Consequences
Written by: Marti Noxon
Directed by: Michael Gershman
Air Date: Feb. 16, 1999

After the events of “Last Weeks Episode”, “Bad Girls“, Buffy and co. are starting to see that Faith might not be as good a person as previously let on. This all builds from the fact that Faith killed the Deputy Mayor and won’t allow Buffy to come clean about it so that they can do the right thing. Good on Faith for knowing that Buffy’s “do-gooder” nature won’t allow her to keep this bottled up for long, though, as she “admits” to Giles that Buffy had stabbed that man in the alley way (at least she suggests it was an accident) so that they can trust her, not Buffy. And, likewise, good on everyone Buffy has ever met for knowing better than to trust Faith and they instead understand, without Buffy saying anything, that Faith was the one that had done it.

This is the basic premise for the episode, and of course I’m glossing over a ton of things here, but that’s because the basic elements of the plot aren’t all that interesting. Rather, its the character “stuff” from this episode that houses all the interesting bits, particularly in three conversations; Buffy and Faith 1, Faith and Angel, and Buffy and Faith 2. In the first speech Faith gives Buffy, she comments on how much better they are than others, how they shouldn’t have to answer to anyone because they’re heroes and how “in war there are always casualties” and that they should be forgiven for these things. Last time I mentioned how alike some of these themes and ideas were to the episode, “Ted“, in which Buffy thought she’d killed a human. Faith’s attitude, here, mirrors that of Cordelia’s back then (likewise, that detective from that episode is featured, again, here).

After everything is announced, Xander does what he does best (aside from comically admit to having boned – more, more accurately, been boned by – Faith): see. He attempts to come to Faith’s rescue, but that goes in an opposite direction after Faith starts a possible murder-rape that would have left Xander less that able to help anyone, really. Angel saves the day and chains Faith up, attempting to get at her humanity by relating to her inhumanity (y’see, because he’s “been there” himself). This thread continues during this season and is the start of an interesting relationship the two will have, particularly over the course of Angel’s own show. Angel’s just starting to get through when Wesley and a couple of goons burst in and attempt to take Faith back to England. Of course, Wesley is a dickless ponce and gets made to look foolish and Faith is free again.

Then comes what is almost the first Buffy vs Faith brawl to settle it all (I’m not counting that fight in “Revelations” which, while awesome, didn’t happen because anyone hated anyone else), were it not for the intervention of Mr. Trick  and some wacky vampire sidekicks. This doesn’t go the way he hopes either, though, because he gets staked in a comical fashion, himself. After having given Buffy another earful of “We’re better. You know it. I know it. Admit it”, and then saving her life, Faith takes off and no one knows where she goes. But, after having been not trusted, lied to, turned on, and then beaten and nearly dragged away, a wounded, confused, and slightly crazy Faith turns to one man she knows needs him: The Mayor, Richard Wilkins. Its a nice moment of “duh, wha?!” because you don’t necessarily see it coming. But it totally makes sense, particularly after all the things Faith had just been through.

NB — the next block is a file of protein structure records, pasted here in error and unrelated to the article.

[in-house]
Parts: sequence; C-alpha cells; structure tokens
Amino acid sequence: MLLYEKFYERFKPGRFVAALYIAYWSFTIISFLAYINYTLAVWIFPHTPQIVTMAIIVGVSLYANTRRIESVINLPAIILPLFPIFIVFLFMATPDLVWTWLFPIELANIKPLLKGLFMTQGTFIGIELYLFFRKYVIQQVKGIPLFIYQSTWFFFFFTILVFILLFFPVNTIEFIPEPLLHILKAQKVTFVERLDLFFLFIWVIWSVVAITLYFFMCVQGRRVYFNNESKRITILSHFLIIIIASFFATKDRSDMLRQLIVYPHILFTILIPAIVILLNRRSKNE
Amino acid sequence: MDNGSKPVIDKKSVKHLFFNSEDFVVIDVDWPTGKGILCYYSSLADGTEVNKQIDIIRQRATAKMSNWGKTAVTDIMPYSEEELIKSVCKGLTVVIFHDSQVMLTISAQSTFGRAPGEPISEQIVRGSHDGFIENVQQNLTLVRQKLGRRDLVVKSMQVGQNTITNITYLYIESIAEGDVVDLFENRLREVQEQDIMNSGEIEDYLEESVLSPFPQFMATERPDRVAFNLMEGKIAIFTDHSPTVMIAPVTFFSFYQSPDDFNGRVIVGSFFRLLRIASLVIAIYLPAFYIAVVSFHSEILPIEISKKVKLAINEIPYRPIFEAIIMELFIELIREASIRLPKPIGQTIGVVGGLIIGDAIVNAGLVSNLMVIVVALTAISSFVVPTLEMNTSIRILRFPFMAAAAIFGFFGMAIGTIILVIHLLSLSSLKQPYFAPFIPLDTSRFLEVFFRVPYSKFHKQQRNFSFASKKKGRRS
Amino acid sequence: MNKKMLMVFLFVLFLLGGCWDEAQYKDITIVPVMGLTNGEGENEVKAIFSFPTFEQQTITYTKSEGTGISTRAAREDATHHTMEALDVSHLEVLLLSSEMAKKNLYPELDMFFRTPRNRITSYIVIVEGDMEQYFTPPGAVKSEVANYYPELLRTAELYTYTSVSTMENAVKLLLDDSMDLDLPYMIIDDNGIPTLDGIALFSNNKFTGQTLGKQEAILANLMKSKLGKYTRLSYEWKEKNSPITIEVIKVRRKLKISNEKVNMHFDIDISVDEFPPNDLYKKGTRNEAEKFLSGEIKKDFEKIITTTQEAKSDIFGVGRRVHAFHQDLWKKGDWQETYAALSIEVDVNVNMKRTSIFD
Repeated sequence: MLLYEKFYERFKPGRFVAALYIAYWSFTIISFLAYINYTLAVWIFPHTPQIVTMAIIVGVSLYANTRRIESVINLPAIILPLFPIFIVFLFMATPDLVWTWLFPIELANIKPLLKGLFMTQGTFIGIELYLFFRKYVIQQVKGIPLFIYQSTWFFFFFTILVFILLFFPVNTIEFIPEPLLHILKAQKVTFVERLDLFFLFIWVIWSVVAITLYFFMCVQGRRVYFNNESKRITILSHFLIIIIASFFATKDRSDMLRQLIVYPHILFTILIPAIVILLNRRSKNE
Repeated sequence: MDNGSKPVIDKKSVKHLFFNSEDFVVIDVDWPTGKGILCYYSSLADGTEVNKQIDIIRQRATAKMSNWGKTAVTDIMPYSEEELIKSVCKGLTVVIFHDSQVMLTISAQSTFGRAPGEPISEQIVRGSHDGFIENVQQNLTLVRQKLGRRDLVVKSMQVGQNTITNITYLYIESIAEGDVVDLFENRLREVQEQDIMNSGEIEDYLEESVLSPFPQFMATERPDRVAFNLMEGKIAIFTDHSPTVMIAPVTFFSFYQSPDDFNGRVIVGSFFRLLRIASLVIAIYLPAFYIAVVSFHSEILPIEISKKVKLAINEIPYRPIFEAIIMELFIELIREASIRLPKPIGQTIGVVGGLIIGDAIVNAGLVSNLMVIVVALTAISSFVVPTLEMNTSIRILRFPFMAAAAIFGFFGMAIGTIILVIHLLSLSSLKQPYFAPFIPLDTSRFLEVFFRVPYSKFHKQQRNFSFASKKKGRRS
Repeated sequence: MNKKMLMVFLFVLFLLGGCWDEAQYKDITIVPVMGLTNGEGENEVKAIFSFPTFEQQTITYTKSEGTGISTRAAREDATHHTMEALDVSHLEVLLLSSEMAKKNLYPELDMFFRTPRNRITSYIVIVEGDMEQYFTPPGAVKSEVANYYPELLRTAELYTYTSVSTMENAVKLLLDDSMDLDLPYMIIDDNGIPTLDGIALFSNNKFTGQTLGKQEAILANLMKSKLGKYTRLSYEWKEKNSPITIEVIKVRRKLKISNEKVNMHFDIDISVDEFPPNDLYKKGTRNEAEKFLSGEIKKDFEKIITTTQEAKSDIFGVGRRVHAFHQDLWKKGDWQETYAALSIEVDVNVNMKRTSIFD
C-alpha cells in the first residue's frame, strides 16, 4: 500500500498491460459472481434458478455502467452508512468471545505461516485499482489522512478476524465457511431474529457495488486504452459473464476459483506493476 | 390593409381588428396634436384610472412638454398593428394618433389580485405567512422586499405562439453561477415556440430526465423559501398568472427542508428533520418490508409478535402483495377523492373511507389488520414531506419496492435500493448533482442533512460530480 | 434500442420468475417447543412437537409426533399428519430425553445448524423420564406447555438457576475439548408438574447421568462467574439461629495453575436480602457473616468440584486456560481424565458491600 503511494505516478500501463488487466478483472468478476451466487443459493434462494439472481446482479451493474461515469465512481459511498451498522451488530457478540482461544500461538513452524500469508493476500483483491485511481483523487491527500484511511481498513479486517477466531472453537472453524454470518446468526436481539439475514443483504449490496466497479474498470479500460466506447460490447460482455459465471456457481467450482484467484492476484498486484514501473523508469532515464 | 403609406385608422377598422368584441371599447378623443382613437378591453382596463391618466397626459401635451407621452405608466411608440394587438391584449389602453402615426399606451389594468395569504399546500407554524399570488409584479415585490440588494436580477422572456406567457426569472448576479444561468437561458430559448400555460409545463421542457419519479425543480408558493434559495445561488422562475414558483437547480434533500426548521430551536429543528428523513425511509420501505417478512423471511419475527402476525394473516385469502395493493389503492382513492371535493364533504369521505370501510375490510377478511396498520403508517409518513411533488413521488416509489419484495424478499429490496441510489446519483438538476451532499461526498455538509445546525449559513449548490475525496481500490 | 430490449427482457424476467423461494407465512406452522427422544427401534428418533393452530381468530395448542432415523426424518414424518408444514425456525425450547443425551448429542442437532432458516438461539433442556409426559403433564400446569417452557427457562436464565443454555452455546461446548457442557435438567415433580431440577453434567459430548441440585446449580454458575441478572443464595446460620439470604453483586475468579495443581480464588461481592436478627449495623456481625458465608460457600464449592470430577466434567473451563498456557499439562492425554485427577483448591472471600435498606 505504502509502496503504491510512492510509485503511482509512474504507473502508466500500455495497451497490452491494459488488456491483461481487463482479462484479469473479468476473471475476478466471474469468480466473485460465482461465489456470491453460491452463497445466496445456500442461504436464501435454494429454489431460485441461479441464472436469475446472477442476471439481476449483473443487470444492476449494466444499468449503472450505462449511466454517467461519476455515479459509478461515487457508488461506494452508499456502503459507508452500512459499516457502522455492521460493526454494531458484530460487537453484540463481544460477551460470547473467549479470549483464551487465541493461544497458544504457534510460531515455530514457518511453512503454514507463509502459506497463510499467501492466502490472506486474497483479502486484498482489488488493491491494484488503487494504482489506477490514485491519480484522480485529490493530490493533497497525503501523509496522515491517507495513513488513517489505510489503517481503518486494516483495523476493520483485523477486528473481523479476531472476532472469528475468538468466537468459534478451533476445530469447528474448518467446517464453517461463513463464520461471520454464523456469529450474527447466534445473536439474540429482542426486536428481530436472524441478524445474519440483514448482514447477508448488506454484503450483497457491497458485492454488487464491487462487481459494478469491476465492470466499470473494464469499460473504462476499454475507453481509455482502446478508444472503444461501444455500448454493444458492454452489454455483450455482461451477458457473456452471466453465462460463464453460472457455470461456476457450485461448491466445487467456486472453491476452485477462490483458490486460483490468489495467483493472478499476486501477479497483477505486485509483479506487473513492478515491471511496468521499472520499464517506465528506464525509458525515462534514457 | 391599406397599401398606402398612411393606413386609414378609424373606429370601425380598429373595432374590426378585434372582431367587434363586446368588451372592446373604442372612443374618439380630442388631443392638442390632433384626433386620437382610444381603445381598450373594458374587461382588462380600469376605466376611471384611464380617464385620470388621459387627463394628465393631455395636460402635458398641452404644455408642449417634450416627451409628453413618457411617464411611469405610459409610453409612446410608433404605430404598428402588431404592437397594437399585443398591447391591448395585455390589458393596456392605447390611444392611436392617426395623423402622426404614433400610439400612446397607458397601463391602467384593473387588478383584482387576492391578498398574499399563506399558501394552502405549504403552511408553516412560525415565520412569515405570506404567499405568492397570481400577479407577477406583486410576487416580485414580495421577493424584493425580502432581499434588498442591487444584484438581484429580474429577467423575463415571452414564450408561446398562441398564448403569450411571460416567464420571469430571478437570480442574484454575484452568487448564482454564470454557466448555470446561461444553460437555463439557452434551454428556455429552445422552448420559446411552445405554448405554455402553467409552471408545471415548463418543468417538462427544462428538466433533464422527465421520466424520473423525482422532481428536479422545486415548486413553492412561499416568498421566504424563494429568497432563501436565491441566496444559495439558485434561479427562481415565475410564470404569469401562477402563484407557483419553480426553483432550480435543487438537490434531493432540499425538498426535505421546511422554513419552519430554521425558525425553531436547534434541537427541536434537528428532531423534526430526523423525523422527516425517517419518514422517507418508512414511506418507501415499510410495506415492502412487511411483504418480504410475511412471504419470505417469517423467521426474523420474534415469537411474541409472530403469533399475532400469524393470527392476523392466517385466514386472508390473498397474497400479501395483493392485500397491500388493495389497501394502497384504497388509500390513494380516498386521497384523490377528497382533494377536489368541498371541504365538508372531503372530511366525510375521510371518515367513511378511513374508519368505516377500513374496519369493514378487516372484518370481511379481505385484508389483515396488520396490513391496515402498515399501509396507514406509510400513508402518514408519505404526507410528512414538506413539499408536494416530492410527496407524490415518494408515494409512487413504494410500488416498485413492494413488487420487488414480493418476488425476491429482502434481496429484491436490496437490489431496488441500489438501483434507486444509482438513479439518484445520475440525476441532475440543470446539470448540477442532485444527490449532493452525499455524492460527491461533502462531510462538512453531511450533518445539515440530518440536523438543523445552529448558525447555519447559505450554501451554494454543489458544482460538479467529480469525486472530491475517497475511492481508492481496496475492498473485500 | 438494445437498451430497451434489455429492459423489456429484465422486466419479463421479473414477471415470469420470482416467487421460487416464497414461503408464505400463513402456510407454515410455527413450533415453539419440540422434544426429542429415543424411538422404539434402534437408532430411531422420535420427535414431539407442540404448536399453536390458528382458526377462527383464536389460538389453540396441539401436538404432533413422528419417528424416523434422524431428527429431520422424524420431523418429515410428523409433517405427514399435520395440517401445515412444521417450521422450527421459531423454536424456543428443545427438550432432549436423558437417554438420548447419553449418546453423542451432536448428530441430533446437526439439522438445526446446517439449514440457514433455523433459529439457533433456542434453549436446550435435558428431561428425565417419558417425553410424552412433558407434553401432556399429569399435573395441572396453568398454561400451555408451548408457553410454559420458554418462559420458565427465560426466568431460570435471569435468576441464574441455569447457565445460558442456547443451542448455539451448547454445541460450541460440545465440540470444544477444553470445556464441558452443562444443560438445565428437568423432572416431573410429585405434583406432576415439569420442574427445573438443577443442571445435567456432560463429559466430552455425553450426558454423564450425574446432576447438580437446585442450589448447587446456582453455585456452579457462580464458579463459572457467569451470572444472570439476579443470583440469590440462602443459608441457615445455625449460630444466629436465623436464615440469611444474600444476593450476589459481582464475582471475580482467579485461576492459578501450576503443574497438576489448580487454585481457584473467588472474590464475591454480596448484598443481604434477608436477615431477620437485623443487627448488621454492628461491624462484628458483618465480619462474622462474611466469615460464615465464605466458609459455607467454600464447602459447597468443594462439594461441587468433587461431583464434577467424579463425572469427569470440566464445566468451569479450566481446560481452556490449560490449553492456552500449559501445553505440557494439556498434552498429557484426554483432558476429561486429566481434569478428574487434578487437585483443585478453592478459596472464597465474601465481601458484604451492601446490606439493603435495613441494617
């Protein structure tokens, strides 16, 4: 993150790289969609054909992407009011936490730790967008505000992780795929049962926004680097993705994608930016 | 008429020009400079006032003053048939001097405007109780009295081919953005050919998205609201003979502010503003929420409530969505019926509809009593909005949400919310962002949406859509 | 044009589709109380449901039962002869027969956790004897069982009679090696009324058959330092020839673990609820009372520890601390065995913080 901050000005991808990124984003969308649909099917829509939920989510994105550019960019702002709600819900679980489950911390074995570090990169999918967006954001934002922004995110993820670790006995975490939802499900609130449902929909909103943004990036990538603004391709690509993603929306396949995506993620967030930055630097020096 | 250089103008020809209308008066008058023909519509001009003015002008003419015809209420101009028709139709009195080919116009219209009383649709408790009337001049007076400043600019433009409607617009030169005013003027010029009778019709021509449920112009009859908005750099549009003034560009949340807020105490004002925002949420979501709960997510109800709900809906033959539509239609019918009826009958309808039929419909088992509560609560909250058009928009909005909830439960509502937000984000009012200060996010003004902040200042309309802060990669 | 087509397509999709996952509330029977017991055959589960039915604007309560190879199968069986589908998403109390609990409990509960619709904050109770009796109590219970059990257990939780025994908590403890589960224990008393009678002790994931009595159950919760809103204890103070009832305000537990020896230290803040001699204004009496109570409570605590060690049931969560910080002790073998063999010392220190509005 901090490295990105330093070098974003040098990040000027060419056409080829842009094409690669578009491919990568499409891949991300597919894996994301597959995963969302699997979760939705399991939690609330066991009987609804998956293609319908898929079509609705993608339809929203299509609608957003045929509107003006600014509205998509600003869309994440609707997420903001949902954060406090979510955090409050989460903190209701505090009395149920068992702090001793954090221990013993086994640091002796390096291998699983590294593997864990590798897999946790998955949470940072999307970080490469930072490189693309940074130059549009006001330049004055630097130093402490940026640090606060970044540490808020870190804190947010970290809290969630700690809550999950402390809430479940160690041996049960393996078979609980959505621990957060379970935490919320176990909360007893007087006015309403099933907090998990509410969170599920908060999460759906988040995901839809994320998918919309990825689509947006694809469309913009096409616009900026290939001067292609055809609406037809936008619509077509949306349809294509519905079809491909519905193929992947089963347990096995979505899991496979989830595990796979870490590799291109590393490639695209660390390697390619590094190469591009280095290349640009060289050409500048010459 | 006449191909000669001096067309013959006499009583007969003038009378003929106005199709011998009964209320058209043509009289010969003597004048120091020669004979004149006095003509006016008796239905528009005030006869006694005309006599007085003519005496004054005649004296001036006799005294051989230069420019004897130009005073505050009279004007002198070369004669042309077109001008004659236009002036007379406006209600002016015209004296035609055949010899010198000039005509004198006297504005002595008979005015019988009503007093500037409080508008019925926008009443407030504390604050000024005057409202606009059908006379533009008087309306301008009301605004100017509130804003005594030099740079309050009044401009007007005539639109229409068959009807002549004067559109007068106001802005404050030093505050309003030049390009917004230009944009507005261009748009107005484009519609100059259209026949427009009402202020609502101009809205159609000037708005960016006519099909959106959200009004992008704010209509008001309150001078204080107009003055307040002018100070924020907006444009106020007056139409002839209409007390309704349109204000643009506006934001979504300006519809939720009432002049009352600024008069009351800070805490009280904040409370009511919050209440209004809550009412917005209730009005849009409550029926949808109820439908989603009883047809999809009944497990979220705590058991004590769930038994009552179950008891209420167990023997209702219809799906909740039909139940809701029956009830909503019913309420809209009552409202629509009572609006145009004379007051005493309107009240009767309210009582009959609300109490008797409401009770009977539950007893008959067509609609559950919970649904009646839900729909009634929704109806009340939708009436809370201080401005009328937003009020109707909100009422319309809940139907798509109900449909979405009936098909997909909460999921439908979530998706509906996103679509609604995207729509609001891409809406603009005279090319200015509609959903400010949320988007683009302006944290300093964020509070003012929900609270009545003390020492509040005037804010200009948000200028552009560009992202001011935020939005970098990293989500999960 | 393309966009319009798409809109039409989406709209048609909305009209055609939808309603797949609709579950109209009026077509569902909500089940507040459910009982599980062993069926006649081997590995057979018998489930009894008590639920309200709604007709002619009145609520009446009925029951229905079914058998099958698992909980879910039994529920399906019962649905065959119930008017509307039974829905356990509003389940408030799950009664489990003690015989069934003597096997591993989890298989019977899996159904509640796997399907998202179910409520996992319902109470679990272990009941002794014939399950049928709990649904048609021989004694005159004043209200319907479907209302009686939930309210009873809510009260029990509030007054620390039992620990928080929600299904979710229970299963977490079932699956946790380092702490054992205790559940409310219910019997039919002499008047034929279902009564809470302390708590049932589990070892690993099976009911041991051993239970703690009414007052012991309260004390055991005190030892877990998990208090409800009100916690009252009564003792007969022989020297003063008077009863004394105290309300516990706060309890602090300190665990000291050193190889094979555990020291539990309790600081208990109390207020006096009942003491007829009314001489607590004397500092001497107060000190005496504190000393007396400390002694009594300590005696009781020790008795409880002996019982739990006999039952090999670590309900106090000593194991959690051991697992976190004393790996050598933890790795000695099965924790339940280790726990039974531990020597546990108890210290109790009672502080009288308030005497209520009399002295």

These moments make what would otherwise be a bland, boring episode seem more than simply acceptable, but real OK. Of the two episodes dealing with Faith’s turn to the “dark side”, this one is the lesser while “Bad Girls” is clearly the greater. This one has some great moments of further development, namely Willow and Buffy coming to grips and a nice but slightly “made-for-teenagers” moment where Willow cries in the bathroom after learning that Xander had boinked with Faith. These things aside, “Consequences” is mediocre and seemingly present to tie up threads from the previous episode and give more room to develop that Faith has trust issues.

The rest of the season from here makes use of these threads to great effect, almost immediately, with no one else being aware that Faith has switched sides. The major conflict of the season is coming up, with The Mayor now being known as the “Big Bad” to the entire Scooby team, Faith playing for evil’s side, and the relationships between the characters evolving and shifting further than before. It a shame so much of the setup for the rest took two episodes, but what else can you do? Ride the ride. And, hey, even season three’s “filler” episodes are better that those lame “monster-of-the-week” episodes from season 2, so… we’re all winners, here.

Episode Rating: 85

Additional Notes:
-I love how Giles and Buffy go “oh” when they realize Xander had sex with Faith, but you saw Willow notice it before they did. And I
really love that Willow makes them all aware that she figured it out, first
-Wesley and Cordelia meet for the first time here and will have many years to get to know each other
-The Mayor is comical all the time, which adds to his menacing nature. But being sad the paper shredder doesn’t cheer him up is a new level
-Everyone is quick to want to help Faith; Willow would like to see her in jail. Wait a bit, Willow. She’ll end up there
-Wesley’s lame-o muscle men were just that: lame-o
-That song that plays when Willow cries in the bathroom? Betcha it would have been twice as good without it there. Imagine episodes of LOST with this soundtrack. Jesus

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